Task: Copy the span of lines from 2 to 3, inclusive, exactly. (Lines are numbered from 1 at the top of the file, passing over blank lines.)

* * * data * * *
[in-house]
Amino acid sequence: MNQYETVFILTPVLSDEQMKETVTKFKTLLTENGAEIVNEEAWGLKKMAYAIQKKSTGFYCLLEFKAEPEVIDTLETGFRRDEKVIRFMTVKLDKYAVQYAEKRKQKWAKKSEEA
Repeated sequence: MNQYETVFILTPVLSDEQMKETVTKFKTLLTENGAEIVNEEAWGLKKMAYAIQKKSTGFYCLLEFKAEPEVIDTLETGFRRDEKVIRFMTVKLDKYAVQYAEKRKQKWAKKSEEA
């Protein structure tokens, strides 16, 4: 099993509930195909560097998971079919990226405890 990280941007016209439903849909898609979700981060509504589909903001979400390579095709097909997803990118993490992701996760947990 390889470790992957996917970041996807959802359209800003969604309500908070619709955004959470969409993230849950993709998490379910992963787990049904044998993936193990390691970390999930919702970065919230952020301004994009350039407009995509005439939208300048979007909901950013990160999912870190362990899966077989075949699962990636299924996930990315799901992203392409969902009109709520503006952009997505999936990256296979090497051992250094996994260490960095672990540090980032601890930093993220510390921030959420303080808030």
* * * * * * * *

Amino acid sequence: MNQYETVFILTPVLSDEQMKETVTKFKTLLTENGAEIVNEEAWGLKKMAYAIQKKSTGFYCLLEFKAEPEVIDTLETGFRRDEKVIRFMTVKLDKYAVQYAEKRKQKWAKKSEEA
Repeated sequence: MNQYETVFILTPVLSDEQMKETVTKFKTLLTENGAEIVNEEAWGLKKMAYAIQKKSTGFYCLLEFKAEPEVIDTLETGFRRDEKVIRFMTVKLDKYAVQYAEKRKQKWAKKSEEA